Reflections on Metro Connect 2015

January 29th, 2015 by · 8 Comments

I spent the last few days at Metro Connect wearing out both my ears and my voice.  It’s always a great event, where the metro fiber industry’s leaders get together and talk straight both in private and in public.  Some of the northeastern contingent had its flights canceled by the snow, but it was very well attended nonetheless.  Here are a few things I took away from Miami — there are probably more, but they are still ricocheting around in my skull.

New kid in town: Last year the cable companies finally arrived in force, but this year the new kid in town was a tower company. After buying 24/7 MidAtlantic in 2014, Crown Castle itself came to Metro Connect to talk about wireless backhaul networks and small cells, and people were listening carefully. Dan Caruso’s keynote comparing the pros and cons of the metro fiber business to the tower business, using a batman to superman analogy, was therefore quite topical.

Small Cells: These were definitely a hot topic across a wide range of providers, although mostly still in the context of defining terms and markets. This is still obviously a rapidly evolving concept, and along with the general optimism of a new market opportunity there remains a substantial undercurrent of wariness about the business models.  There are definitely still a lot of unresolved issues out there, and some impatience too.

Acquisition rumors: Windstream to buy Lightower? That rumor was definitely rumbling, but I’d be shocked if it was more than talk. Even if the network REIT were ready to rumble, which isn’t quite yet, I have a hard time imagining Windstream paying the sort of multiple it would have to pay to buy Lightower from its private equity backers at present.

But I got the strong feeling that overall the metro fiber consolidation game was in flux, with several potential deals bubbling just under the surface. Level 3 and XO? I haven’t thought about Icahn in a while, and I dare not speculate now after so many false starts over the years. Zayo and [anybody]? Well, obviously! But perhaps what we might see is some of the PE guys pool their regional fiber plays and try to assemble another national operator alongside Zayo, as some of those guys were acting decidedly chummy.

No place like New York:  We may have been in Miami, but the Big Apple had an outsized profile. In recent months, two new entries (Axiom and ZenFI) started pulling fiber in Manhattan with very different approaches and plenty of local knowledge, and each was in Miami to make its case. Given that they are joining the likes of OCG and of course Verizon, Level 3, Zayo, TWC, Lightower, Lightpath and the rest, it’s looking like a rather dynamic couple of years are ahead for NYC metro fiber.

And I also greatly enjoyed my second trip to Bank Street’s exclusive dinner, complete with the skull and all that, courtesy of James Henry.  James contributes great stuff here on Ramblings now and then, perhaps we’ll manage to wheedle another article out of him this spring…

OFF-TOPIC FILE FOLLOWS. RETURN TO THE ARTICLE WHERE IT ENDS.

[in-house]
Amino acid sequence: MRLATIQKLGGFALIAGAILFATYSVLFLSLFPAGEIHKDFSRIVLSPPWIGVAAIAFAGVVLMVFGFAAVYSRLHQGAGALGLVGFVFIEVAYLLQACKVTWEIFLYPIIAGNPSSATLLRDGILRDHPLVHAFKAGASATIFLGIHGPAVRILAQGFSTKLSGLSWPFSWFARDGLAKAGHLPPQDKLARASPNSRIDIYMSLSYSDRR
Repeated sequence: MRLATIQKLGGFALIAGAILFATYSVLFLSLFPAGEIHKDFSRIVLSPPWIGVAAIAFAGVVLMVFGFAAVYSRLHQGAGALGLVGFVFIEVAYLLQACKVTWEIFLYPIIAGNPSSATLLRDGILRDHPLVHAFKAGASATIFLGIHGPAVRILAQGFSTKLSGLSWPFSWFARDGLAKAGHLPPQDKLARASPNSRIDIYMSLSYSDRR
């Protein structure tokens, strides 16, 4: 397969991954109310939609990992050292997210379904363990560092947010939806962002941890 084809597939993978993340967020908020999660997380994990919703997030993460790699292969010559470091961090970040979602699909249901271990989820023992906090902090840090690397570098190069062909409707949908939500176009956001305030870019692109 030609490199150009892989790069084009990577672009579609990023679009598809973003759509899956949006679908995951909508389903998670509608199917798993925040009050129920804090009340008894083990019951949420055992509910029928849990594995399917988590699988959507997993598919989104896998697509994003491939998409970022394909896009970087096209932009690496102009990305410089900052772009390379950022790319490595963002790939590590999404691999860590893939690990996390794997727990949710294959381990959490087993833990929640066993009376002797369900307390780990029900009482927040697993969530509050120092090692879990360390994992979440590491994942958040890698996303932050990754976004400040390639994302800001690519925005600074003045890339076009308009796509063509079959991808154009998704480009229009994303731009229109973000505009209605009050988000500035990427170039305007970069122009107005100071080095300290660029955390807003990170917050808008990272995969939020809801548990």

Were you at Metro Connect this week?  If so, what did you take away from it? Leave a comment below!

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Categories: Metro fiber

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8 Comments So Far

  • Anonymous says:

    Was there any dialouge of the success or perception of the REIT model. WIndstream is stepping into new terrain and there success would drive others, just curious. And how long do you believe after inception would they be willing to add others to REIT and operating model, do they need proof of concept time

    • Rob Powell says:

      They did talk about it. They asked Zayo’s Dan Caruso, and he said it wasn’t in the cards for Zayo any time soon. He also expressed the thought that the drawbacks of the REIT model (data center or network) haven’t been fully considered. When the market evolves and opportunities arise whose revenues aren’t REIT-able, you have restrictions others don’t have.

      As for Windstream, I personally think they’ll try to do an acquisition of some sort not long after the deal closes. But I think it will be something more like Earthlink’s network biz or Broadview etc than something as fiber-heavy as Lightower. Until they take on other assets, it’s just paperwork shuffling for tax purposes – not a proof of concept. Colby Synaesel also talked of Windstream’s REIT’s likely appetite as very substantial.

  • Anonymous says:

    not to dominate with Windstream REIT conversation but add on question( layman trying to understand the larger picture of REIT). After Fiber assets sale and the REIT owns fiber the left over Windstream using long term Operate lease maintain network and revenue sold on network. When the follow on asset puchase lets say Earthlink moves it fiber to REIT is the general idea that they remain independent or do they merge with WIndstream operating company to form larger business.

    • Rob Powell says:

      Until we see such a deal, we won’t know exactly. However, there are two types here. There is type where an operator could sell and lease back the assets and still operate them as always just like Windstream proper is doing. In that case, it’s just the REIT doing the buying. But the REIT doesn’t operate anything. So the second type would be the acquisition of a full business, in which case I’d say both Windstream and its REIT would take their piece. Both have their logic IMHO, it’s more about what Windstream decides to do next than anything we can decipher now.

  • Anonymous says:

    I understand there was a layoff at FiberLight?

  • Anonymous says:

    I heard close to 20 maybe were let go including CEO, head of sales, head of engineering and many others. Wonder what this means?

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